Two-time Olympian Atanu Das finished fourth, while promising youngster Dhiraj Bommadevara was the next best Indian at sixth spot to make the cut in the men’s recurve section.

As a result, the Indian men’s recurve team qualified as the third seeds with 2022 points.

Recurve heavyweights South Korea topped the qualifiers with 2048 points, while Chinese Taipei (2030) took the second spot in the standings.

In men’s recurve section, comeback man Das finished as the top-ranked Indian at overall fourth spot (678).

Rising youngster from the Army, Dhiraj was not too far behind at the seventh spot with a score of 675.

The duo made the cut for the elimination round. Tushar Shelke was the next best Indian at 15th place to qualify for the team event where they aggregated 2022 to take the third seedings, just eight points behind Chinese Taipei.

South Korea occupied the first spot (2048).

At No 10, Ankita Bhakat was India’s best finisher in recurve women’s event, while Bhajan Kaur (14th) was the second to qualify.

Ankita totalled 649, way behind top seed Lim Sihyeon (678) of South Korea.

India ranked No. 5 in the women’s team event with 1929 points. Korea (2022) and hosts China (2005) and Chinese Taipei (1941) took the top-three seedings.

India took the fifth spot in recurve mixed team which will see Ankita partnering Das as they will begin their campaign against the 12th seeded Malaysian rivals.

(This story has not been edited by NDTV staff and is auto-generated from a syndicated feed.)

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KKR Star Snaps At Saina Nehwal Over ‘Cricket Gets So Much Attention’ Remark, Then Apologises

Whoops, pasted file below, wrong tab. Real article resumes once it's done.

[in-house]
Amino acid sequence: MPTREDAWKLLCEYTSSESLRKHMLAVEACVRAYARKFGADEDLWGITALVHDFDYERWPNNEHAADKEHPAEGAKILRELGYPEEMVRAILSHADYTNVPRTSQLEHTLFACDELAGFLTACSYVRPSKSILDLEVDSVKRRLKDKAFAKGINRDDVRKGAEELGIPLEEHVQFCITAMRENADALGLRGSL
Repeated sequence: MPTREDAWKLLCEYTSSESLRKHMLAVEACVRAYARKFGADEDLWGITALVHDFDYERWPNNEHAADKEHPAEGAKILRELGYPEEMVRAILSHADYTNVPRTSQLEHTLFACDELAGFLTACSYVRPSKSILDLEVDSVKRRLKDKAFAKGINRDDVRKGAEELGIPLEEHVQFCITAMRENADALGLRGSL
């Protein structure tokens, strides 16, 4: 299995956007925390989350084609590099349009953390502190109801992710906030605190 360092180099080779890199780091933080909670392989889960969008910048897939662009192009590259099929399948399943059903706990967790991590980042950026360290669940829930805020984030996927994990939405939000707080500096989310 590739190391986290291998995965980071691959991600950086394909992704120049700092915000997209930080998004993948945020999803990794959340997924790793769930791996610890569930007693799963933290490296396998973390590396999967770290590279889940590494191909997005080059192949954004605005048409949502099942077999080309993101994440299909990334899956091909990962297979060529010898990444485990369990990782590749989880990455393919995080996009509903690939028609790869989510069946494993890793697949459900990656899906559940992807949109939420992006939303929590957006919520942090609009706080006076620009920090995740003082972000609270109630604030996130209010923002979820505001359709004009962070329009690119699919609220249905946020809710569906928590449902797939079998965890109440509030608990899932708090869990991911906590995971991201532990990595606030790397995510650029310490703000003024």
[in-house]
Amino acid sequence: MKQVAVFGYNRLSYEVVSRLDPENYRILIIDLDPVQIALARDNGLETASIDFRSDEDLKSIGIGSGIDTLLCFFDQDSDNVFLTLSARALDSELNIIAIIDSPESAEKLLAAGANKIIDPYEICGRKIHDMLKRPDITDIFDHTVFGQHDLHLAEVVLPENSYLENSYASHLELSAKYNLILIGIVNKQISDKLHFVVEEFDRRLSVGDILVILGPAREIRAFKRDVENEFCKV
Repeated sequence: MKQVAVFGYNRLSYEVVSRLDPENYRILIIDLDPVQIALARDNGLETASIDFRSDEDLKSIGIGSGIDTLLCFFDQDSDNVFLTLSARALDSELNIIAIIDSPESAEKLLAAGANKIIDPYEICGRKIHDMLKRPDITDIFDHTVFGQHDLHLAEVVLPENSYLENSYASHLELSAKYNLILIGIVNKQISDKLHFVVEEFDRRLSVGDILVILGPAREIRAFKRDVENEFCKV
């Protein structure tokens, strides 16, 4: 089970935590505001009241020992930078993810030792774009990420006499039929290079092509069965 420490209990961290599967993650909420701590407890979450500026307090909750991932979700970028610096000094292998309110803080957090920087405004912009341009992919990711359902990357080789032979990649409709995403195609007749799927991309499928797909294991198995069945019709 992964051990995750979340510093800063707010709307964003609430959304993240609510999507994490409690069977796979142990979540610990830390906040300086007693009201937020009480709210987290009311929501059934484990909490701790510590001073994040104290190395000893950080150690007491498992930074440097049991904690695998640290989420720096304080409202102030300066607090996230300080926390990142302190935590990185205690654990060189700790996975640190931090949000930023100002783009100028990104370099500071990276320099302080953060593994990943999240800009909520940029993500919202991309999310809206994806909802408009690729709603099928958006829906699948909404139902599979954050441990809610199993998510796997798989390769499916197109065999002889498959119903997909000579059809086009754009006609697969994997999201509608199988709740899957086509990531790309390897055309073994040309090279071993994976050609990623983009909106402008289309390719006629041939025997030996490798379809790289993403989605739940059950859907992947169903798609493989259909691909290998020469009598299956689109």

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Young Kolkata Knight Riders batter Angkrish Raghuvanshi faced severe criticism from fans on social media after he tried to mock India’s badminton sensation Saina Nehwal. Raghuvanshi made his IPL debut in 2024 and had a memorable outing with the bat. In 10 innings, he scored 163 runs at a strike rate of 155.24. Raghuvanshi’s statement came after Nehwal claimed that sports like badminton, tennis, basketball are physically tougher than cricketers She also criticised the Indian fans for always prioritising cricket over the other sports.

“Everyone wants to know what Saina is doing, what wrestlers and boxers are doing, what Neeraj Chopra is doing. Everyone knows these sportspersons, because we have consistently performed and we have been on the newspapers. I did that, I feel it’s like a dream that I did it in India, where there isn’t even a sporting culture,” Saina said on the Nikhil Simha podcast.

“Sometimes, I feel bad that cricket gets all the attention. The thing about cricket is… if you see badminton, basketball, tennis, and other sports are so tough physically. You don’t even have time to pick up the shuttle and serve, you are like… you are breathing so hard. A game like cricket gets so much attention where I personally believe skill is more important.”

These words by Nehwal did not go well with Angkrish Raghuvanshi, who took to X (former Twitter) and wrote, “Let’s see how she goes when Bumrah bowls 150k’s bumper at her head.”